The FHR has developed a new back-end structure for its radar sensors, which can be switched off, extended, and reconfigured at runtime by their master/slave configuration. In addition, signal processing by interpolation has been adapted so that it can be performed directly "on the edge" on the µController.
An article by Michel Andre Knieps, M.Sc.
Department Embedded Systems
Industrial High Frequency Systems Division (IHS)
FHR focuses on the conceptual design of distributed signal processing systems both in the distribution of energy-efficient interconnected sensors, and in the conceptual design for energy-efficient distribution of signal processing to the hardware and software components across the sensor edge cloud components. A radar-based example demonstrator will be realized in the course of the project and will represent a four-channel radar sensor equipped with two µcontrollers. These µcontroller-based networked sensor nodes and the respective firmware development represent the main work of FHR. Four connected phase coherent radar nodes (80GHz/ 140 GHz) are controlled and scanned by two networked µcontrollers, which will be operated in master / slave configuration. Both the sensor nodes and the slave µcontroller will be able to be switched on and off by the master µcontroller. The four ADC channels are also configurable to support 1-4 channel operation in the standard sampling rate as well as 1-2 channel operation in "interleaved" mode for up to two sensor nodes at twice the sampling rate.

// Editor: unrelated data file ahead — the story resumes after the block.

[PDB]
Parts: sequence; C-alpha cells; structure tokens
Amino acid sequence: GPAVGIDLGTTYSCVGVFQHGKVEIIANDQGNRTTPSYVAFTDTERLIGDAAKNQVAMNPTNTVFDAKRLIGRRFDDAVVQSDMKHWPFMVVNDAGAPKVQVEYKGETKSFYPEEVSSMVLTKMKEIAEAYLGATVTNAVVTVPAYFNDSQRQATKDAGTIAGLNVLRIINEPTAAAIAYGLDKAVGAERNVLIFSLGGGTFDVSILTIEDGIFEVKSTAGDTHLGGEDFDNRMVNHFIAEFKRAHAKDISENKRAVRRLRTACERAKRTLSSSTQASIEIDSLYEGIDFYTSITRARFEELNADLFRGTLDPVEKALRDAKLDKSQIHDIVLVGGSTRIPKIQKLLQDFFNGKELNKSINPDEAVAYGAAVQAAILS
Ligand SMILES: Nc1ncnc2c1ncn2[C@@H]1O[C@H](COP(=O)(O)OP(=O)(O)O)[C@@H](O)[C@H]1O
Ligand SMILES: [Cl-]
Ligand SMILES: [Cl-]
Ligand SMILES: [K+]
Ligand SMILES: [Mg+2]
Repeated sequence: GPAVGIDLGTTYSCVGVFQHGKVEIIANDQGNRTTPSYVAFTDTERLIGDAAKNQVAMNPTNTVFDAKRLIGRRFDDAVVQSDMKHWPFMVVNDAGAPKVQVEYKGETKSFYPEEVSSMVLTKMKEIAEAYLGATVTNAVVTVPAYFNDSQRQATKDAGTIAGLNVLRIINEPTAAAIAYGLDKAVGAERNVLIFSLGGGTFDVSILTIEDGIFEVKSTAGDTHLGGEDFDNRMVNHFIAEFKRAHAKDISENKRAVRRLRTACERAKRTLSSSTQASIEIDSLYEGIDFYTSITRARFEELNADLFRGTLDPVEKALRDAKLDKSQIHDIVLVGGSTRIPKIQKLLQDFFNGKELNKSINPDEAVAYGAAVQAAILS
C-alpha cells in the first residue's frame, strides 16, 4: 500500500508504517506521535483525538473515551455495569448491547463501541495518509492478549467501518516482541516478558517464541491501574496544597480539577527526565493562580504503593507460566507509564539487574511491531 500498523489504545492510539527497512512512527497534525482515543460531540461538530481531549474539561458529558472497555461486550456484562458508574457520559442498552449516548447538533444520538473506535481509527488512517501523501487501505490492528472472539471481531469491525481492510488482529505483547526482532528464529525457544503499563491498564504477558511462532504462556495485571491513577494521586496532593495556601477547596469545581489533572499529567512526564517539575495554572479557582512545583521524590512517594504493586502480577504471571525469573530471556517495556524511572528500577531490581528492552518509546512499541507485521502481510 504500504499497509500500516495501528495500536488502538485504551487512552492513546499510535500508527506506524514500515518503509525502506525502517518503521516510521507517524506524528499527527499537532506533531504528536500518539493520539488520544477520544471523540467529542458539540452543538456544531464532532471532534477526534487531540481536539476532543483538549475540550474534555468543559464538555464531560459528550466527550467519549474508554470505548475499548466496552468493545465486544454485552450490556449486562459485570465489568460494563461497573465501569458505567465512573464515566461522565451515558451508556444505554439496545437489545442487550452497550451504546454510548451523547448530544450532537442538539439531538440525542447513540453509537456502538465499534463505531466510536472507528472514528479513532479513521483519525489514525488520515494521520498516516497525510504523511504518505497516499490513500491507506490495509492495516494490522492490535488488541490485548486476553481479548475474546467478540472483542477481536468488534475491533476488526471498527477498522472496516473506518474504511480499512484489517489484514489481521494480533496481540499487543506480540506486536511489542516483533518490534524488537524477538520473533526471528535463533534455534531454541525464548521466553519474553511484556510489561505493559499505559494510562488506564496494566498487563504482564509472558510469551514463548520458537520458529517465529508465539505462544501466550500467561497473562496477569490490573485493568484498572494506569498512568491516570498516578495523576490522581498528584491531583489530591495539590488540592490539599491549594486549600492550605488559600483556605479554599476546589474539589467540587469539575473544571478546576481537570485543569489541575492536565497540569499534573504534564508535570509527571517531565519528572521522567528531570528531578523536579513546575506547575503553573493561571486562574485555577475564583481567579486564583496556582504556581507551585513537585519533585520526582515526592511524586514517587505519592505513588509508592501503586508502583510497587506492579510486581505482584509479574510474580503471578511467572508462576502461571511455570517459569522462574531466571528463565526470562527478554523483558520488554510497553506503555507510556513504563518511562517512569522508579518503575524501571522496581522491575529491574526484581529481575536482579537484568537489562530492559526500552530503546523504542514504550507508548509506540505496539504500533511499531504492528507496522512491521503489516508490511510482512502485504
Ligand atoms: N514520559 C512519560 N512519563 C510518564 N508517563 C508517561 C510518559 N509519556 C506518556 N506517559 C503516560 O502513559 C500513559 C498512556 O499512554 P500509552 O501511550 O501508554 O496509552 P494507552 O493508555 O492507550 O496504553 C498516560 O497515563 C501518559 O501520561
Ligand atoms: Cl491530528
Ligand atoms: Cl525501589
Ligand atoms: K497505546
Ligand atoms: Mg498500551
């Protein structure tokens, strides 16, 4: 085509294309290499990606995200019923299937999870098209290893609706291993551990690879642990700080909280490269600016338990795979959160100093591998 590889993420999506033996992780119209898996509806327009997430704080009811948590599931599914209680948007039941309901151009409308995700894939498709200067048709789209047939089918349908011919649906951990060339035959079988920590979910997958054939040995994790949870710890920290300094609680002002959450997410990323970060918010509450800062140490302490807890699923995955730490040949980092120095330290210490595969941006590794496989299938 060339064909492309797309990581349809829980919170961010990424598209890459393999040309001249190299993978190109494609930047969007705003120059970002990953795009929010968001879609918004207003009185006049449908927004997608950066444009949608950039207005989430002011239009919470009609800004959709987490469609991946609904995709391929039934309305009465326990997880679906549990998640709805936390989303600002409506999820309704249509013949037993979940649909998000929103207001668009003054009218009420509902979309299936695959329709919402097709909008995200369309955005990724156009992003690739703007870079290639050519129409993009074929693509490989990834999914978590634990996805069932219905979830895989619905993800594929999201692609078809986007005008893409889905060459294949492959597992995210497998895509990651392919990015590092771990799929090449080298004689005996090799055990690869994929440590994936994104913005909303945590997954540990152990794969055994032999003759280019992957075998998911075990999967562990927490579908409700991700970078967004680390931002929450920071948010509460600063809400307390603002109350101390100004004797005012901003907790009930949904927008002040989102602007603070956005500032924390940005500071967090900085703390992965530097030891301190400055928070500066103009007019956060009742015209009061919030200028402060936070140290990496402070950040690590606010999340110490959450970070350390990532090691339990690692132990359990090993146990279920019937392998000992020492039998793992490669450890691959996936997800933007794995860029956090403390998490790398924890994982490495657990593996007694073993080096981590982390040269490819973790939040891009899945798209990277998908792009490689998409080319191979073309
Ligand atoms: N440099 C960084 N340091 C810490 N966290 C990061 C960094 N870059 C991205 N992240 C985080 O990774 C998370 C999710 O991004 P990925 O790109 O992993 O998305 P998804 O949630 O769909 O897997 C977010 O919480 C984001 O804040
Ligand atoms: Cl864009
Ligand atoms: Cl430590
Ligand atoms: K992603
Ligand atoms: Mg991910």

By developing new back-end structures, where each board contains a µcontroller, the system becomes further scalable. This means that not only a slave µcontroller is conceivable, but the system can be expanded. For scenarios where more than four channels are required, the overall system can be expanded with additional slave µcontrollers. The development of the board is shown in figure 1 and 2.
In order to measure distances, it is necessary to process the incoming signals from the radar sensors. The processing mainly refers to different types of real, complex, and inverse Fourier transforms. Since the maximum amplitude in the spectrum of the resulting intermediate frequency correlates directly with the distance to the measured object, large block sizes of the Fourier transform are often required. The reason for this is the degree of resolution for frequency estimation in the spectrum because the resolution capacity depends on the sampling frequency and the total number of interpolation points in the spectrum. On µController structures, large block sizes can often not be implemented efficiently. Therefore, an interpolation method keeps the resolving power equivalent with decreasing block sizes. This interpolation method is based on a quadratic interpolation in the frequency domain. A simple reduction of the block sizes would lead to inaccuracies concerning the distance evaluation. Thus, saving computing power while maintaining the same accuracy is important. Another advantage of an interpolation method is based on the possibility of performing the frequency estimation in the spectrum continuously instead of discretely.
Two simulations were performed to validate the consistent accuracy. The first simulation refers to verifying the simple reduction of the block size without the interpolation approach (Figure 3). Figure 4 presents the results of a simulation with an interpolation approach. It shows that the results without interpolation cannot be used. The measure of the same accuracy does not fit because the deviation is more significant than with an implementation with a 16k Fourier transform.